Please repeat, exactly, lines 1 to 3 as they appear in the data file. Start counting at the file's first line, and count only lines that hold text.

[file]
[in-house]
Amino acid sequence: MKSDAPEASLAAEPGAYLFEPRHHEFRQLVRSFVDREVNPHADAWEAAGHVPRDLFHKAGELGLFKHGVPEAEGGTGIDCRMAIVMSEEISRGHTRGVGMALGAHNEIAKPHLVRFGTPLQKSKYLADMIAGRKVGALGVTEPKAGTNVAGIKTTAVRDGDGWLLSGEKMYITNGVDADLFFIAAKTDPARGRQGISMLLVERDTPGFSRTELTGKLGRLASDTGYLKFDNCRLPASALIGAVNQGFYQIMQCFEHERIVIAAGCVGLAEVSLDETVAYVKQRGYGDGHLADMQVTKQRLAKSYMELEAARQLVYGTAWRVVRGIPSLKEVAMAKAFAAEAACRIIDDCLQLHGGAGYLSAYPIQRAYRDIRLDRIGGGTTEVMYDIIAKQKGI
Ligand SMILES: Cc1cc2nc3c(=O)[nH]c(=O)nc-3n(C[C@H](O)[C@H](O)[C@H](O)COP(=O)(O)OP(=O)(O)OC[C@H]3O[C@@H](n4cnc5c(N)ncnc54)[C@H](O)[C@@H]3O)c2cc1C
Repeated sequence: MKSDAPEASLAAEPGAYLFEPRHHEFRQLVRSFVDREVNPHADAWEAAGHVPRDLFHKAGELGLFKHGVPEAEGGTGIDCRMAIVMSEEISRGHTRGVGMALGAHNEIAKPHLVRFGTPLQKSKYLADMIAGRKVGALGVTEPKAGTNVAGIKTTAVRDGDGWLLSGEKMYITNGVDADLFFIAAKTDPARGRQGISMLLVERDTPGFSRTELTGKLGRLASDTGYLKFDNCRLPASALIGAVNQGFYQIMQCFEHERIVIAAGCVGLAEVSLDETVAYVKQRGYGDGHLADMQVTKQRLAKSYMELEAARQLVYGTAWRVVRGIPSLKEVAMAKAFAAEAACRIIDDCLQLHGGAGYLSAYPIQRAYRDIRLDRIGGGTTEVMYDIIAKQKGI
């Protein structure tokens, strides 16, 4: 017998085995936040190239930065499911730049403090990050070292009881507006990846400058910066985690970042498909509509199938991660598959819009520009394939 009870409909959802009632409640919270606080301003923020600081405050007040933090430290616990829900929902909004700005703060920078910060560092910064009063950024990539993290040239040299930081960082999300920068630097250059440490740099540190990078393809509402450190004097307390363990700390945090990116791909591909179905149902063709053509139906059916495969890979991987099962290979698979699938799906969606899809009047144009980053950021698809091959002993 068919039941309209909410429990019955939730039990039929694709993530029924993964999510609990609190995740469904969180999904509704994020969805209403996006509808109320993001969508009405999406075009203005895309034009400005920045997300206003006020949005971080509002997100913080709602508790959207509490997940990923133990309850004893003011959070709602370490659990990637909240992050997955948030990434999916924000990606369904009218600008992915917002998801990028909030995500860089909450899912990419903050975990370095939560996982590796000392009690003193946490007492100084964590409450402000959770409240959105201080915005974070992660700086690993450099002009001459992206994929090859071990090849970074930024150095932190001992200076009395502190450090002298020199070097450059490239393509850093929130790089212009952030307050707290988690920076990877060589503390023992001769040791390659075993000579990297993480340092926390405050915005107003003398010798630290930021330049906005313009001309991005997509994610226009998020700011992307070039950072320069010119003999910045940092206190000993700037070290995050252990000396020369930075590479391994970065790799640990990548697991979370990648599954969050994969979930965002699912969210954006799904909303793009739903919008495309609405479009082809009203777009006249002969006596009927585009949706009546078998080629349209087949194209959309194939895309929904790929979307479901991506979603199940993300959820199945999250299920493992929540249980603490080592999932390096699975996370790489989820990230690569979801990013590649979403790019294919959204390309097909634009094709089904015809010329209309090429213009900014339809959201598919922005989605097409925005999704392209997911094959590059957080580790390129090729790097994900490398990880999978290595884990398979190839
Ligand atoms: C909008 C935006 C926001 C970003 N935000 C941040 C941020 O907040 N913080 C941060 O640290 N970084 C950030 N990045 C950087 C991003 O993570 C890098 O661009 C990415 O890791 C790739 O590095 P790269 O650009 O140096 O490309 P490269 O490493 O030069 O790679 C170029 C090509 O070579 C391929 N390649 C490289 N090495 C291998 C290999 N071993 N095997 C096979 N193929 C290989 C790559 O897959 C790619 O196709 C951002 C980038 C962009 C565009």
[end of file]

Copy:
[in-house]
Amino acid sequence: MKSDAPEASLAAEPGAYLFEPRHHEFRQLVRSFVDREVNPHADAWEAAGHVPRDLFHKAGELGLFKHGVPEAEGGTGIDCRMAIVMSEEISRGHTRGVGMALGAHNEIAKPHLVRFGTPLQKSKYLADMIAGRKVGALGVTEPKAGTNVAGIKTTAVRDGDGWLLSGEKMYITNGVDADLFFIAAKTDPARGRQGISMLLVERDTPGFSRTELTGKLGRLASDTGYLKFDNCRLPASALIGAVNQGFYQIMQCFEHERIVIAAGCVGLAEVSLDETVAYVKQRGYGDGHLADMQVTKQRLAKSYMELEAARQLVYGTAWRVVRGIPSLKEVAMAKAFAAEAACRIIDDCLQLHGGAGYLSAYPIQRAYRDIRLDRIGGGTTEVMYDIIAKQKGI
Ligand SMILES: Cc1cc2nc3c(=O)[nH]c(=O)nc-3n(C[C@H](O)[C@H](O)[C@H](O)COP(=O)(O)OP(=O)(O)OC[C@H]3O[C@@H](n4cnc5c(N)ncnc54)[C@H](O)[C@@H]3O)c2cc1C